After lunch was a set of short talks. First up was a couple of guys from OpenStack talking about automated testing of code before allowing that code to be merged into their main tree. For functional and integration testing they have a slick tool which automatically sets up an Ubuntu machine with the software needed to run OpenStack and fires it up with the code to be tested.

Next was another OpenStack talk about DevStack, which is a script which allows you to quickly set up an OpenStack development environment.

Following that talk was the Steve George, the VP of Business Development for Canonical, talking about the need to bring consumer applications into Ubuntu if we want to reach a critical mass of users. The talk largely centered on and similar efforts to make it easy and attractive for developers to get their software into Ubuntu.

The final talk of the series was by a gentleman from Nokia discussing the Qt ecosystem. He mentioned that Qt is run by the Qt Project rather than Nokia itself, and that it’s already being used in many products including home media devices (I found out later that the PS3 Netflix application is written in Qt). He also talked about the features we can expect in Qt 5.0, due out in 2012.

Back to regular sessions, I attended the one on performance tuning and optimization for ARM servers. General consensus was that we shouldn’t turn on options just because certain websites say we should and that each candidate (kernel options, for example) should be investigated individually comparing real-world performance with and without before any decision is made. (blueprint, notes)

Next was a session on U-Boot improvements in Linaro. Lots of talk about what’s currently supported in U-Boot versus potential improvements that would be helpful to both Linaro and Ubuntu. Let me just say that I have never been to a discussion about bootloaders that was not terribly dry, and I’m typing this after having attended this one. (blueprint, notes)

My last session of the day was a demo put on by the Qt guys showing off some of their work in the embedded space. They demoed Qt Quick on Ubuntu core running on both a PandaBoard and a Tegra 2 board. They also had a hilarious interactive demo of a working calculator which spins in 3D and turns into a scene with a wheeled robot cruising around.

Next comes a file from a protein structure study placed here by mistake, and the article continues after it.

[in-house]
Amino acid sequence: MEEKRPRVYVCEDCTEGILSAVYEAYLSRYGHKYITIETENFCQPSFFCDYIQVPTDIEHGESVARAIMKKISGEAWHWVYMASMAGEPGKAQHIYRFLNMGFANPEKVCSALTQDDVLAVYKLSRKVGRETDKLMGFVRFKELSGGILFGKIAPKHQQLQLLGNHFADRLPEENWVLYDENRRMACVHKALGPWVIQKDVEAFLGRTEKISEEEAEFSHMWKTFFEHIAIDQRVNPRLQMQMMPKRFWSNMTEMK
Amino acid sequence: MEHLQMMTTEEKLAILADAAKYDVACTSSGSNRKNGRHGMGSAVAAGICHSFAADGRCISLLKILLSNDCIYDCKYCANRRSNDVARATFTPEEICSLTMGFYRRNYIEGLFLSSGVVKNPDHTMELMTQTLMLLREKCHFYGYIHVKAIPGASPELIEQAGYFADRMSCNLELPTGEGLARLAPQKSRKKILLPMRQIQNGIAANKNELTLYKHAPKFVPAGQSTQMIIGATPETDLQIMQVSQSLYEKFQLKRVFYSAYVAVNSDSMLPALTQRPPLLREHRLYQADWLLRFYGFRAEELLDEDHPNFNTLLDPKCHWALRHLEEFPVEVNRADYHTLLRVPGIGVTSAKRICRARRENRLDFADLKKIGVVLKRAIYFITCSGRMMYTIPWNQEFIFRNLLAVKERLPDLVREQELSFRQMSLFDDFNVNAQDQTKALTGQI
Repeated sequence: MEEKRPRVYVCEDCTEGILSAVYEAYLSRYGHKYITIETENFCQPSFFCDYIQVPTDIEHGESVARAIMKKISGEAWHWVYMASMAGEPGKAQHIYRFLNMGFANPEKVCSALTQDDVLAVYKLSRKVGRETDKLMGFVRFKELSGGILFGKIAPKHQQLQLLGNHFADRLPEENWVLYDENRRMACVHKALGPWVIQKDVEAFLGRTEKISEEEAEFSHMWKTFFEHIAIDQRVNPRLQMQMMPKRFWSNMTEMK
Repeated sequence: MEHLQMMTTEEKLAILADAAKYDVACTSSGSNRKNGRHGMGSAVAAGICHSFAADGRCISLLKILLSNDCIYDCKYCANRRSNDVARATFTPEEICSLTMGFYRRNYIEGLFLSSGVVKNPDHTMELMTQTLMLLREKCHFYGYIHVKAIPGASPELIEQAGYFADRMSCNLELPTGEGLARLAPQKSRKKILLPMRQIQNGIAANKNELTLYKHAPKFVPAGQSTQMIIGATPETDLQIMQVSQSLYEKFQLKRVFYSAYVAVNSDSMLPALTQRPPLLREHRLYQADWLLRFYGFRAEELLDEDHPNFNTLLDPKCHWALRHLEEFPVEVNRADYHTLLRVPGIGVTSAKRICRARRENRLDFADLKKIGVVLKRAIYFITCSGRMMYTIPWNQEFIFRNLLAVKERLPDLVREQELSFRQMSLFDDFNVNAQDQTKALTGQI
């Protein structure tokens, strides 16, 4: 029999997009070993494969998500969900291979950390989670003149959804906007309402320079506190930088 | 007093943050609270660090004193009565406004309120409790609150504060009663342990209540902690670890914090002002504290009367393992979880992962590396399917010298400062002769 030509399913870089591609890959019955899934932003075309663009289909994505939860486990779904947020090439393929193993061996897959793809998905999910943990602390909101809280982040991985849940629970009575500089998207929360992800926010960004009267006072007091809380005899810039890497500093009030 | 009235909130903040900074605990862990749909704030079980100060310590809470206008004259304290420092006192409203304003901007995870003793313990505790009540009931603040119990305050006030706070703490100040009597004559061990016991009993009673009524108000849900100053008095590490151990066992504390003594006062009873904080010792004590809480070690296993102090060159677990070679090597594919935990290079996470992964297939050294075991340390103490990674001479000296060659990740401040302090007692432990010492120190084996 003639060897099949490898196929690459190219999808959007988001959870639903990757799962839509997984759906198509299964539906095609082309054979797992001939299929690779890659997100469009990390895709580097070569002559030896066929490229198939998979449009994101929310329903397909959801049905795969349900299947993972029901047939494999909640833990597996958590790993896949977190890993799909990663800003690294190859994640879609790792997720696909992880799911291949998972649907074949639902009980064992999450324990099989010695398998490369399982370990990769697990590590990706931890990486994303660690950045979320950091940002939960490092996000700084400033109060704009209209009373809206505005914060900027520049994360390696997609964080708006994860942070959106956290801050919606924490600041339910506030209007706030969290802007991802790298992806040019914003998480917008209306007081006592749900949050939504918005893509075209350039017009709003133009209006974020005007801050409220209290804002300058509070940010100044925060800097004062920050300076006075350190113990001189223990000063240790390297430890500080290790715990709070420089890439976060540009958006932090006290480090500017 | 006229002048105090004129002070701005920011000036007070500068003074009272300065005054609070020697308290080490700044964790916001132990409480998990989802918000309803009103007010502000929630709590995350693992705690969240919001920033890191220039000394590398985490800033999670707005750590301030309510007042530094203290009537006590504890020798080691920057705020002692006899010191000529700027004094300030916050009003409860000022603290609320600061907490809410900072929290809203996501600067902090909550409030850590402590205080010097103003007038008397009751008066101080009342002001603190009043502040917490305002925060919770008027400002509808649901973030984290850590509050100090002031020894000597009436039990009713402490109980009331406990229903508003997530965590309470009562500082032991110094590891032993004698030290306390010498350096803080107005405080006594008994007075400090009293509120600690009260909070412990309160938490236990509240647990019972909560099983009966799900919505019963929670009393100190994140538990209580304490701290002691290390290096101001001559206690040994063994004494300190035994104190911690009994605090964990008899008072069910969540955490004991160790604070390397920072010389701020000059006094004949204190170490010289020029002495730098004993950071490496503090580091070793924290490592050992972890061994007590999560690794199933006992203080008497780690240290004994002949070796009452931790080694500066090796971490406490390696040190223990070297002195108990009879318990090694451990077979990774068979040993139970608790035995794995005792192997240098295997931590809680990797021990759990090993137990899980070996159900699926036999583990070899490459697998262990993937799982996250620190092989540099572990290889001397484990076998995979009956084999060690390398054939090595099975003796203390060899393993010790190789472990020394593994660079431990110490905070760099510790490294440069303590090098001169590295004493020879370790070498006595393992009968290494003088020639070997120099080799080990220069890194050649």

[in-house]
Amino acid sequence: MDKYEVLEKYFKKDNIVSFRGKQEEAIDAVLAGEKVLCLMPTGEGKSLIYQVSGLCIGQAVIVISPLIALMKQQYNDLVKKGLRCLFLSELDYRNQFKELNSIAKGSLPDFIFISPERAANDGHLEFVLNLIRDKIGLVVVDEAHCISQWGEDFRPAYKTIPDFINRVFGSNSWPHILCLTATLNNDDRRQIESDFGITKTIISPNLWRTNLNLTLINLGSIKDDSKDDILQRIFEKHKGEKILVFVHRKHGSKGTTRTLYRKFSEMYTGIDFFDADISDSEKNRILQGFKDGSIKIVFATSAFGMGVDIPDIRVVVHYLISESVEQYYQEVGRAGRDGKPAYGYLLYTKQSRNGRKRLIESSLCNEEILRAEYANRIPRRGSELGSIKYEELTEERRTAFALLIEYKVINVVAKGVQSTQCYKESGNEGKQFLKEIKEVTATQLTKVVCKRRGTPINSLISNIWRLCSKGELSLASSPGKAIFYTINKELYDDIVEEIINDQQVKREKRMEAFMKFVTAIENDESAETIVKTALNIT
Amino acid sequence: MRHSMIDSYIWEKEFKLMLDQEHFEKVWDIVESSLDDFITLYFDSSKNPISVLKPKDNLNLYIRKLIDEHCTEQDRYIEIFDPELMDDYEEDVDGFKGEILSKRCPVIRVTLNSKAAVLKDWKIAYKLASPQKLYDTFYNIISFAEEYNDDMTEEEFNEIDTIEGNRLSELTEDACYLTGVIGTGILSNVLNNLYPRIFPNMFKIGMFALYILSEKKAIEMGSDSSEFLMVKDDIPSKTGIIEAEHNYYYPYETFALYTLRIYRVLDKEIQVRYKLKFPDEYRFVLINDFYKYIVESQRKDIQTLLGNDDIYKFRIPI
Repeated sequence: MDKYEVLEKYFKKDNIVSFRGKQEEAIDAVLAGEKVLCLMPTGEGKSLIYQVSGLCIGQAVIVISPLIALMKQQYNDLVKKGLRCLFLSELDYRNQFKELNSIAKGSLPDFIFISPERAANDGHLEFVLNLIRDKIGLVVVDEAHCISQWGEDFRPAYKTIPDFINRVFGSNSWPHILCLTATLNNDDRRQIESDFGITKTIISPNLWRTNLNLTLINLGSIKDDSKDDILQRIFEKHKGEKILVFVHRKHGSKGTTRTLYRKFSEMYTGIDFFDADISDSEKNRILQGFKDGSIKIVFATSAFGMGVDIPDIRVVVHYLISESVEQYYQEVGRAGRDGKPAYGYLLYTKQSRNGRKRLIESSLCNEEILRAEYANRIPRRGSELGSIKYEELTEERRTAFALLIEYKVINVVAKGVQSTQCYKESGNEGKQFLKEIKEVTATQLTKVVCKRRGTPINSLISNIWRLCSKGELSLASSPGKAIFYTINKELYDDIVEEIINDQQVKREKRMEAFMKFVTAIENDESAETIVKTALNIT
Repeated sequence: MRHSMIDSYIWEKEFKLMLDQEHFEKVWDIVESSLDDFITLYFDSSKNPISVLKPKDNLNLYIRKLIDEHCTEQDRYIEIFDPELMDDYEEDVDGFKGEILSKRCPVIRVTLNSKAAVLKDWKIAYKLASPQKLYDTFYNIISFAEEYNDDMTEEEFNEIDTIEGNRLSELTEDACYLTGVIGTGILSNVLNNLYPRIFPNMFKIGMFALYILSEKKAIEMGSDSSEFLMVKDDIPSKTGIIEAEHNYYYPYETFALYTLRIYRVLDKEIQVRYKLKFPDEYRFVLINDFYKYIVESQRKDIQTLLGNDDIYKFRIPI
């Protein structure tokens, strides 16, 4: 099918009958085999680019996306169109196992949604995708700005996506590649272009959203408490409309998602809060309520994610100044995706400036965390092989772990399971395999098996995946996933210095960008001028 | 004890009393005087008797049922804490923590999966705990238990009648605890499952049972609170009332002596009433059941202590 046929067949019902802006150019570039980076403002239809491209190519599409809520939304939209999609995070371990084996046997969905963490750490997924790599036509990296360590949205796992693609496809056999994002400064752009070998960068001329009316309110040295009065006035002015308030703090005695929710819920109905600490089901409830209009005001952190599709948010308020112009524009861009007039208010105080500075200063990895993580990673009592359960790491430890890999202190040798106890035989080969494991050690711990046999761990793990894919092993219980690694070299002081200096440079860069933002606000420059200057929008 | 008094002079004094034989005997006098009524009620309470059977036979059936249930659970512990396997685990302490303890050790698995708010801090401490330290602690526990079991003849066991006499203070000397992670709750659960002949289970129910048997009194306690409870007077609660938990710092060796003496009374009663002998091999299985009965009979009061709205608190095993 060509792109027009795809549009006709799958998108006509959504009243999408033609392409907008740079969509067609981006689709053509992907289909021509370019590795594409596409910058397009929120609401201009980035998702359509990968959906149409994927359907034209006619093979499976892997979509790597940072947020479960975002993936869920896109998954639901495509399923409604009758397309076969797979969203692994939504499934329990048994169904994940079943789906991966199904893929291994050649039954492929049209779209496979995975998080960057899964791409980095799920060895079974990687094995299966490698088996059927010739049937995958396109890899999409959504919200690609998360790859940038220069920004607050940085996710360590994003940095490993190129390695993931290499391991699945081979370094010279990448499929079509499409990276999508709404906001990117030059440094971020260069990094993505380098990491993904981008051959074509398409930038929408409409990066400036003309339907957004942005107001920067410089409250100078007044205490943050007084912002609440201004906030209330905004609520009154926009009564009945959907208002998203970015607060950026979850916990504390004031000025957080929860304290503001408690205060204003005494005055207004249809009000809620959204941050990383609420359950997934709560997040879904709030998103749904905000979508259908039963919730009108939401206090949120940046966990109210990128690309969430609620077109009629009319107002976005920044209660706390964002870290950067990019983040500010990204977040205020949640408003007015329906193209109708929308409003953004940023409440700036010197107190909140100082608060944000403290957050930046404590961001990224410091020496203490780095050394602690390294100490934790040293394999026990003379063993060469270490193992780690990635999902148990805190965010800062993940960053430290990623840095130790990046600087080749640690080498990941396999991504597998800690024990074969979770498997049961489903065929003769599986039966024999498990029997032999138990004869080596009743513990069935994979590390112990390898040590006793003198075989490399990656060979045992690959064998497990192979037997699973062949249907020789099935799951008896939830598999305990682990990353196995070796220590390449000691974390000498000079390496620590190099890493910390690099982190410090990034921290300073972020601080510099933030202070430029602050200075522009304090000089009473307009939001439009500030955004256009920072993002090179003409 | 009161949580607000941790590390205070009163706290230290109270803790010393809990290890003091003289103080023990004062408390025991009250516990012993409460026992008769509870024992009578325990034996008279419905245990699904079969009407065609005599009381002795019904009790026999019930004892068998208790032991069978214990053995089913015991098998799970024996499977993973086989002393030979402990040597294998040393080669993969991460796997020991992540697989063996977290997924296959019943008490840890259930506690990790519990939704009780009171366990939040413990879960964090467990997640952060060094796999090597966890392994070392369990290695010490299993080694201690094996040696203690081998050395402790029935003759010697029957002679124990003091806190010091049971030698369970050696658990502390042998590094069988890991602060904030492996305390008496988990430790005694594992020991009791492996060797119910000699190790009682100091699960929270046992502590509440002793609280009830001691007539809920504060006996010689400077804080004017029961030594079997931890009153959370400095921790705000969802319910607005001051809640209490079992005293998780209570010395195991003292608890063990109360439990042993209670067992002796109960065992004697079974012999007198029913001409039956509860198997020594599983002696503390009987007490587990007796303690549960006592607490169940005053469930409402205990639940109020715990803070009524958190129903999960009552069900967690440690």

In the evening we had a happy hour with plenty of beer but a dearth of food, so a bunch of guys from my group ordered pizza and downed it in the hotel lobby (near the bar of course). I got to meet two new recruits to the group, both of whom started this week. I was happy to discover both that I am not the only person that got thrown into UDS on their first day of work, and that I am no longer the “new guy”.

Sunday evening I arrived in Orlando after a short flight, which was only stressful Precise Pangolinbecause I had no word about the ongoing Steelers/Patriots game until we landed. I was happy to hear that it ended the right way, and could relax and focus on the business at hand.

The shuttle to the hotel was full of Linaro guys, and we had a nice talk about ARM development boards during the ride. It was a short one, and we arrived at one of the biggest hotels I’ve ever seen. It’s not really one hotel as much as it is a complex, with several towers full of rooms and a convention center surrounding an outdoor pool/lounge area (here’s a picture). After checking in I took a walk around the grounds trying to get a feel for the place and have some idea of where the important areas (conference rooms, bars) are. I stopped by the hotel bar and chatted with some other UDS folks. I met Thomas Bushnell of Google, who works on their internal Ubuntu desktop OS (chatted with him about Android) and a nice chap from ARM whose name escapes me (chatted with him about… ARM). Eventually I met up with some folks from my group and others who I knew from the UDS in Budapest and we got caught up before calling it a night.